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How to Spot a Fake Artist

The world is full of fakes and fakers, and thus it has ever been. Art forgery dates back more than two thousand years. Roman sculptors produced copies of  Greek sculptures. During the C16th Printmaker, Albrecht Durer’s prints were ripped off, which was why he produced his own logo.

Durer’s logo

For good measure, he added a curse to his engraving of the Virgin Mary “Be cursed, plunderers and imitators of the work and talent of others”.

Art forgery can be extremely lucrative, but modern dating and analysis techniques have made the identification of forged artwork much simpler. However, it is not this sort of the creators of fake art I want to discuss here. The fake artists I am concerned about are not the ones that try and pass off their work as that of famous artists.

These “artists” are passing themselves off as creative individuals when in fact they sweated labourers in a factory somewhere in China. There have been several articles in the international press about (Huffington Post, Daily Mail and Der Spiegel) about art “villages” that mass produce art. The conditions in the factories look to be very basic although the skill of the artists, as copyists, is pretty impressive. That’s what these trained artists do, produce dozens of replicas of iconic paintings daily to make ends meet. Incredibly, these factories produce roughly 60% of the world’s oil paintings. The majority of these paintings are meant for WalMart shoppers. You can even buy your cheap Chinese oil painting direct on  for an average price of about $60 (£40).

Buy Direct from the Wholesalers

However, it seems that these factories (or possibly middlemen) have worked out that their paintings can be sold more if they can pass as legitimately original art produced by a genuine artist.  I have come across the story of a dodgy salesman who bought Chinese painting at wholesale prices and passed them off as his own to tourists in Italy. So it seems that people are buying up these pastiches of Western art and created artists’ persona with a vague backstory to give the work more kudos. Their paintings are large, cheap and often come with free shipping.

They know that many people who buy online don’t always know a lot about art and cannot tell the difference between a real art and generic Walmart/Ikea fodder. They are exploiting this and it threatens to discredit the online art business.  It is the job of the online galleries that purport to sell “original art” to act as gatekeepers for the customers, so they are not fooled by these mass produced fakes. Trust is paramount. Some online galleries do this well and have a rigorous selection process.  Others, particularly those with thousands of artists, are less assiduous in how they vet their artists and this is worrying to independent artists like myself.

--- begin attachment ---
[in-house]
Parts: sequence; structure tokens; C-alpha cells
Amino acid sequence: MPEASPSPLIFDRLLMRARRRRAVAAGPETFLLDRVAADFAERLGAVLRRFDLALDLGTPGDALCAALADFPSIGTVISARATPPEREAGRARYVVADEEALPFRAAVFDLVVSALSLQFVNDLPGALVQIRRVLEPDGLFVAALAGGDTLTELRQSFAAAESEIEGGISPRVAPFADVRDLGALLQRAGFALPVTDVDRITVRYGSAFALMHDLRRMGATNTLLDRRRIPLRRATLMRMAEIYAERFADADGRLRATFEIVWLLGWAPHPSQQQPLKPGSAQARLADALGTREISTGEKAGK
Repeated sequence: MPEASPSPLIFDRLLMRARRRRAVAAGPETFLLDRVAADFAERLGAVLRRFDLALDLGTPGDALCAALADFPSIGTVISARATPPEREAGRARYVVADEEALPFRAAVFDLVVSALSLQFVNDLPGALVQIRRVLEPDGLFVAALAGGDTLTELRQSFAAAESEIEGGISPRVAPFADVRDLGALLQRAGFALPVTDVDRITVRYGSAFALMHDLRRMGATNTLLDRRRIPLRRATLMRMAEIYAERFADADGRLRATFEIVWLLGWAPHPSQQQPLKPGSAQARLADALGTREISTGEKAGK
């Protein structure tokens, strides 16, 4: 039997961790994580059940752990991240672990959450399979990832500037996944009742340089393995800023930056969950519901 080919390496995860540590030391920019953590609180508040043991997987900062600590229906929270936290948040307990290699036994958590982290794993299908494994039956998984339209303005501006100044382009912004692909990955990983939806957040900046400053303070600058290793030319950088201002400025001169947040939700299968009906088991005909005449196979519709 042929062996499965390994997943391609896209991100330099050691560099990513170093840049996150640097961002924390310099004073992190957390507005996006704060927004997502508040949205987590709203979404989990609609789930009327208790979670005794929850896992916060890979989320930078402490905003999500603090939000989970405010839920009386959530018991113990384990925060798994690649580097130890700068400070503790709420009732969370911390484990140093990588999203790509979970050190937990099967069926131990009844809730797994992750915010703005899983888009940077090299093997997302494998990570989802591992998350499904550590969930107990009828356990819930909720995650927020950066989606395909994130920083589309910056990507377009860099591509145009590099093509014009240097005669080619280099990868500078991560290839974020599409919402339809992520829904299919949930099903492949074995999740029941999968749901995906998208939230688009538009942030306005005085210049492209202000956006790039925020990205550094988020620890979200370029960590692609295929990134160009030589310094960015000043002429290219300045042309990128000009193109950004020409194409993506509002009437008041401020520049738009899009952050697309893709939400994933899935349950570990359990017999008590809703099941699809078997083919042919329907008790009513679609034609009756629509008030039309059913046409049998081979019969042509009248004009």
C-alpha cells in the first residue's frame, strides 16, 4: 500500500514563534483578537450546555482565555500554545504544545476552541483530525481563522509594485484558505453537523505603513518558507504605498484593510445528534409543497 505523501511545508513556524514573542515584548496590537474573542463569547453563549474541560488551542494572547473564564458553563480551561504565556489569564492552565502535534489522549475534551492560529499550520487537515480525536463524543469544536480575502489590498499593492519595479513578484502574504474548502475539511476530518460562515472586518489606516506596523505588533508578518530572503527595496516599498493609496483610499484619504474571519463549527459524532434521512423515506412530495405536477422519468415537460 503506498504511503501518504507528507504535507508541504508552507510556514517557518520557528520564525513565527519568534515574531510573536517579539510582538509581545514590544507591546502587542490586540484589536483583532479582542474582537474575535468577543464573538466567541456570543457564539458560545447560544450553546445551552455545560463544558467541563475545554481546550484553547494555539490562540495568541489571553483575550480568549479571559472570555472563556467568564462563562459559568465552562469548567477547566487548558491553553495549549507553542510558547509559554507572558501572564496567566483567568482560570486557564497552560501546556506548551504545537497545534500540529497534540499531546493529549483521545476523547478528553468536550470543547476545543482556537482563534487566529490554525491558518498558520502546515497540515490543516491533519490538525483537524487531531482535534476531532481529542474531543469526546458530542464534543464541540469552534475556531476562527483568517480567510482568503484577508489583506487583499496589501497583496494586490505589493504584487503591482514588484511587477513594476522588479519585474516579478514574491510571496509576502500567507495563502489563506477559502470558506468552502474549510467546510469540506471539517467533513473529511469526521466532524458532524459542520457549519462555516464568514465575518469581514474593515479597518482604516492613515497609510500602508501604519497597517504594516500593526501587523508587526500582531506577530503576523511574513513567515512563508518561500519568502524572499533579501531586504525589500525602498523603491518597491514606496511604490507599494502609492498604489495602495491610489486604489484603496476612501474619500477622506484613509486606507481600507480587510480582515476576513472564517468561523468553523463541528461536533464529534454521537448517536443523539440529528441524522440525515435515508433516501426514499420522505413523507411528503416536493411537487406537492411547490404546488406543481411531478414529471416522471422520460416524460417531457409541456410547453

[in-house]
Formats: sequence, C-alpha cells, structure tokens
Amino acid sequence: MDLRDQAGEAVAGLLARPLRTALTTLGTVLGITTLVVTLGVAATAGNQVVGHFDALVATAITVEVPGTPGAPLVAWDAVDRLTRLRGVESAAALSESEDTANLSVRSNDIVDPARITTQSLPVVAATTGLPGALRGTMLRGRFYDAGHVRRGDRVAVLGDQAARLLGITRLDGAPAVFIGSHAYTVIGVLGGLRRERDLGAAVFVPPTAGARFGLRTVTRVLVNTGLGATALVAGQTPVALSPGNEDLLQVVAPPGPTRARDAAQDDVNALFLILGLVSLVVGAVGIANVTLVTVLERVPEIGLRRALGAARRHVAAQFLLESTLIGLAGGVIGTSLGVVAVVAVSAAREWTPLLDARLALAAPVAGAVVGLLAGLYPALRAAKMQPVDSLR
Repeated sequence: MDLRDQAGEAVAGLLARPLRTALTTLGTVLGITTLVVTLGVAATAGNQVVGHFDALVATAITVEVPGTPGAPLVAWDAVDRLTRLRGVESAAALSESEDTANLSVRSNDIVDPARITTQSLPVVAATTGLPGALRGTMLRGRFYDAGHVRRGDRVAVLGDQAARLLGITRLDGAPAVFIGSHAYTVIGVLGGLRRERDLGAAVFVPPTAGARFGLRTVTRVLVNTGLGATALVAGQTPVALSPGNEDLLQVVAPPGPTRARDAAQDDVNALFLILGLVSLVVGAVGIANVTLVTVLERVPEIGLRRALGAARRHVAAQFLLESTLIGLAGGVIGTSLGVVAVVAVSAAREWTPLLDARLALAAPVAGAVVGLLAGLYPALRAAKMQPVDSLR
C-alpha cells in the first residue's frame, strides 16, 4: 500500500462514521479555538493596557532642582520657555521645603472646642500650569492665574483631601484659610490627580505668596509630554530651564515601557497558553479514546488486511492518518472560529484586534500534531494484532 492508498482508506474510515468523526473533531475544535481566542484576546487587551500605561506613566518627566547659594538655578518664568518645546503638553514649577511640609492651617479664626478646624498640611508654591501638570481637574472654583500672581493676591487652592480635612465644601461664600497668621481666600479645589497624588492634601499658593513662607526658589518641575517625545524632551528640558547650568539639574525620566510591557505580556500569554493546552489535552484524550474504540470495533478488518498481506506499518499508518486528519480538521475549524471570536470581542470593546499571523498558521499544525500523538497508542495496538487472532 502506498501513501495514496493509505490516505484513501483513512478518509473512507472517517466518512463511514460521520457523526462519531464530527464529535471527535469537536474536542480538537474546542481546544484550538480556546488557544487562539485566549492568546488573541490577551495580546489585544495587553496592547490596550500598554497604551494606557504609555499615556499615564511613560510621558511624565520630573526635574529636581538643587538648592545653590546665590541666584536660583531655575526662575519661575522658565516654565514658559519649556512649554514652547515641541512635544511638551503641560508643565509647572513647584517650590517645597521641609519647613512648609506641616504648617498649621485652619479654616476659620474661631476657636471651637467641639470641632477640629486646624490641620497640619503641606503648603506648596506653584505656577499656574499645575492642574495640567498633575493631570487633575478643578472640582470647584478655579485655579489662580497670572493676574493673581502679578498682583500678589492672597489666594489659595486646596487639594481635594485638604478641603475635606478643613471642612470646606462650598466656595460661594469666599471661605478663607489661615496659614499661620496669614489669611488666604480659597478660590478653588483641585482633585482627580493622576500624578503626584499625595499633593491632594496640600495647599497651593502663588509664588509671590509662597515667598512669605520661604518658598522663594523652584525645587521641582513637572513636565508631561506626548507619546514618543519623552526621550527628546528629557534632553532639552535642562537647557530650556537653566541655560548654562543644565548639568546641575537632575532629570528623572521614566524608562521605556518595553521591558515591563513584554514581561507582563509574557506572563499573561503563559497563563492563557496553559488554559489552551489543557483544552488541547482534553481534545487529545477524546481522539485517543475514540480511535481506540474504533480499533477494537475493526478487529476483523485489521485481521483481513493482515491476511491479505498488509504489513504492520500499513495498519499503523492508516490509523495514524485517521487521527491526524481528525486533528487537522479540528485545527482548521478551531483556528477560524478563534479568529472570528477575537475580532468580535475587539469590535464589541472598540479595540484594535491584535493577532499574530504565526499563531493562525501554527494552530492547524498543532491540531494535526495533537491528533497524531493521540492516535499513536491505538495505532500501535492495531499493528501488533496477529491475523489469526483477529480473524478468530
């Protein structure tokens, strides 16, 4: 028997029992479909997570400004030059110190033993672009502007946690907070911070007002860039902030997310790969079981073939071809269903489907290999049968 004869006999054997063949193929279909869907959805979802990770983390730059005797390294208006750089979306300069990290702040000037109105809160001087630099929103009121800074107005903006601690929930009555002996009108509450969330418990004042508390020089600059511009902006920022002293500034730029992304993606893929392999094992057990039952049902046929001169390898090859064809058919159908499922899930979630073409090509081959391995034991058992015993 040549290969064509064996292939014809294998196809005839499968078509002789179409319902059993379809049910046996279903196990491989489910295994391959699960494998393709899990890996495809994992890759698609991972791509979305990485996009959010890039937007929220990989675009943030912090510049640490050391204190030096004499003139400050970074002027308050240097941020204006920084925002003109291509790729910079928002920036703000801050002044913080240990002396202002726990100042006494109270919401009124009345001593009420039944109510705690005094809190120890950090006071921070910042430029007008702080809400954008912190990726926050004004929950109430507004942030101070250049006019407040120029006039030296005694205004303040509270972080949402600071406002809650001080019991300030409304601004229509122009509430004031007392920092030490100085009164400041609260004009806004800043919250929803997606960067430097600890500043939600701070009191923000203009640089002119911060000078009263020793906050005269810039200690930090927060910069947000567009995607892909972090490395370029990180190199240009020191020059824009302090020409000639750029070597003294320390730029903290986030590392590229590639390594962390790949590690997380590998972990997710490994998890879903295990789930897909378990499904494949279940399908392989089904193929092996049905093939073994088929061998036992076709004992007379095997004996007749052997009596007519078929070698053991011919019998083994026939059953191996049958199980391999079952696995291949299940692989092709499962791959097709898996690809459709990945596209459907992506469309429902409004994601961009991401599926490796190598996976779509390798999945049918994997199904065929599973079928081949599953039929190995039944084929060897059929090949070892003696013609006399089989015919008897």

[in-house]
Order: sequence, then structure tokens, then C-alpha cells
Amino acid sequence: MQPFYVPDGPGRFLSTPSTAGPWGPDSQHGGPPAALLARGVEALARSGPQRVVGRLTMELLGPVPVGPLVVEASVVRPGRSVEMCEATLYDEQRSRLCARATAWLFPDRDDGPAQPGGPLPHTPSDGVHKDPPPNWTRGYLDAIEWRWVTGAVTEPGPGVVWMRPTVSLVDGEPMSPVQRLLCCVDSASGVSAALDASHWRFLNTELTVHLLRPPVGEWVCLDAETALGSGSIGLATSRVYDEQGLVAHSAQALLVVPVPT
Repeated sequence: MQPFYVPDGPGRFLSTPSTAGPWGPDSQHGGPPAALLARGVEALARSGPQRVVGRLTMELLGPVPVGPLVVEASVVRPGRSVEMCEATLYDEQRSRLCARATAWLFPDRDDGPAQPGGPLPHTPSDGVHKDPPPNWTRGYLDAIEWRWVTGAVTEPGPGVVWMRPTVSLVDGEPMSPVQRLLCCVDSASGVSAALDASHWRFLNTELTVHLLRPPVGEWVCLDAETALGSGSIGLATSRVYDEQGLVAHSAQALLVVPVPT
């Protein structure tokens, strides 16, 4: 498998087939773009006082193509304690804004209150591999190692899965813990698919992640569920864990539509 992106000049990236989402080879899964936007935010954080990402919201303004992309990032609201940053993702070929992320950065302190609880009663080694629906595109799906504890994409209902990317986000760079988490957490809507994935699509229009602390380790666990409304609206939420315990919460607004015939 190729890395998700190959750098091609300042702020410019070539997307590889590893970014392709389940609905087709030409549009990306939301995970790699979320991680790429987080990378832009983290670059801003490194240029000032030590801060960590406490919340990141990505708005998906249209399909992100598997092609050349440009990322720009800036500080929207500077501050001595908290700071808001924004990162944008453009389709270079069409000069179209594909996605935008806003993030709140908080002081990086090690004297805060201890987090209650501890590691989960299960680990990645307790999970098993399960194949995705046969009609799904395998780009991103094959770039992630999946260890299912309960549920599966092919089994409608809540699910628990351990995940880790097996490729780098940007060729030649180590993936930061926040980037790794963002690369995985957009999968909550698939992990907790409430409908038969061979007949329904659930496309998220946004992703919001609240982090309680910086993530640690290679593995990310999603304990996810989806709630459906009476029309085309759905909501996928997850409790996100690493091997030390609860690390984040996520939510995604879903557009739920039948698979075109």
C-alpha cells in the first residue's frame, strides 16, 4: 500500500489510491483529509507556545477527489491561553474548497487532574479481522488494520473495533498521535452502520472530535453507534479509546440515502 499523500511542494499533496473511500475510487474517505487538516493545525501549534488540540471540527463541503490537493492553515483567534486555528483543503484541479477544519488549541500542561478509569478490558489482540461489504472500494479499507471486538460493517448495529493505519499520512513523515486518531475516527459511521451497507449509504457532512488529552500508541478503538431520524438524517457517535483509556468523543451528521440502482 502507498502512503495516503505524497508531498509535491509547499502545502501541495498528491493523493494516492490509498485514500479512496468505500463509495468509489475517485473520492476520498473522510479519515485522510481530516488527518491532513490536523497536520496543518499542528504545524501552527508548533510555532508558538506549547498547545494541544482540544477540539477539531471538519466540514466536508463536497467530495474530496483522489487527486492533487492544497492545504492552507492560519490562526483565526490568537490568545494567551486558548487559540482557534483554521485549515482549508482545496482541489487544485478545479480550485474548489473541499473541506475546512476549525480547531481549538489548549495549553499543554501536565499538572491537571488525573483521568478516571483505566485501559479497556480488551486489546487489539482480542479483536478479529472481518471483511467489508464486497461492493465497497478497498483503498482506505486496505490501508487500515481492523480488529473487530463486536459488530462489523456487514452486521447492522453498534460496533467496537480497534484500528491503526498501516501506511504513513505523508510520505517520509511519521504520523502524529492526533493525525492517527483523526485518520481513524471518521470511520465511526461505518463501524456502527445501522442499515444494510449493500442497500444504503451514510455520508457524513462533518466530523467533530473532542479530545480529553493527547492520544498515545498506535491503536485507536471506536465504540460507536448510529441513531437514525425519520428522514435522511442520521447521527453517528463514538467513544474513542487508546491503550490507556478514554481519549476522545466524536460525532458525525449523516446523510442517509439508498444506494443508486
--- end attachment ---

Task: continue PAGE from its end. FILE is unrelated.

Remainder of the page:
So, here’s what to look for:-

  1. A photograph of the artist. Unless you are a street artist like Banksy there better be a good reason why there isn’t a photo of the artist. Even better if the artist is photographed in the act of drawing, painting or standing in front of her paintings at an exhibition. That way you know the photo hasn’t been lifted from facebook.
  2. A surname, not just “Rosa” or “Luigi”.
  3. A detailed backstory, preferably with details of education and exhibitions.
  4. A website, facebook page, a blog, an Instagram page with a back story of paintings this will help prove that this a real artist and not the product of a factory.
  5. Subject matter – are they generic Tuscan villages/mountains/seascapes/lakes or are they of particular locations that are named?

If you buy a cheap Gucci bag on your holidays you know its a most likely to be a fake. Art is an investment. Make sure you are getting the real deal.

(these paintings may have been painted in Italy or China, I have no way of knowing for sure).

6 thoughts on “How to Spot a Fake Artist

  1. I always love it when the Chinese painters sign the picture with a British-sounding name to make it seem more classically “authentic”. I also read somewhere a long while back that these paintings are done assembly-line fashion, with one artist doing,say, the sky then it moves down the line to somebody specializing in mountains, then maybe to another specializing in trees, etc. In the USA a lot of this work used to be advertised as a big sale at a venue such as a hotel or convention center. We jokingly labeled it “hotel art”.

    1. “Hotel Art!” Fantastic. I think we have had this sort of thing in the UK for ages. There used to be stall in the market in my town that sold these sorts of paintings. That’s fine. What alarms me is that someone is passing them off as works by individual artists and the online galleries are too lazy/or greedy to pick up on the fakery. Thank you for your comment, Alli.

  2. It is always an interesting point when the copyist is genuinely talented. Not everyone can paint well enough to carry off an attractive copy. I have no problem of course with artists who specialize in hand painted copies of famous things, only of course as you say, when the painting is represented as being a valid creative original of a valid working artist.

    Personally I’d rather an original work of art produced by a wonderful working artist of our time even though I love many older works enough to enjoy a copy probably.

    Good article.

  3. Thank you, Judy – some of the copies you can see for sale in China are pretty amazing. The point of the article was the misrepresentation of the art/artist. Its pretty hard to tell “real” from “fake” in so many aspects of life!

  4. Dat heb je hier heel goed uitgelegd

    1. Thank you!

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